Election and Brexit putting dampener on housing market in East Anglia, survey suggests
PUBLISHED: 10:09 12 December 2019 | UPDATED: 10:09 12 December 2019
Estate agents expect a "very much subdued" housing market in the East of England to pick up again once the general election has passed.
The Royal Institution of Chartered Surveyors (RICS) residential market survey found buyers and sellers were behaving cautiously, with latest results suggesting persistent economic and political uncertainty is deterring them. Anecdotally, both the general election and Brexit appeared to be stifling activity, it said.
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New buyer enquiries slipped in the region once again, with 9% more respondents recording a decline - a pattern which mirrored other parts of the UK. Newly agreed sales were more or less flat in the east over the month - a pattern stretching back to August 2018, and new instructions also saw little improvement. However, prices and transactions are expected to pick up over the coming year. The survey found prices were falling across London, the south east and East Anglia.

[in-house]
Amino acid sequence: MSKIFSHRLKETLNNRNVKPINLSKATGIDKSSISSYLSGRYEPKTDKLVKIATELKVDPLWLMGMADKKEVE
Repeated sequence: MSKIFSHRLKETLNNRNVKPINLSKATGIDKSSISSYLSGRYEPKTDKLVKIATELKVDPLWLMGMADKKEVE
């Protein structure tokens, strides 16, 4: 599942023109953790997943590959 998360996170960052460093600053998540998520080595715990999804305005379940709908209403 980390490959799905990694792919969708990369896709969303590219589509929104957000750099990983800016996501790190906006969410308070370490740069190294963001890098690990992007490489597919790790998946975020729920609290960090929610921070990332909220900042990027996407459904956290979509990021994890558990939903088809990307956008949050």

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RICS chief economist Simon Rubinsohn said: "Confidence is critical to a well-functioning housing market and whatever happens in the general election today, it is important that the new government provides reassurance both over the stewardship of the economy and the ongoing challenges around Brexit which continues to highlighted in a disproportionate number of remarks made by respondents to the RICS survey.
"Significantly despite the inevitable near term concerns, the feedback regarding the medium term view of the market remains surprisingly sanguine with the 12 month sales expectations indicator at its best level since the early part of 2017."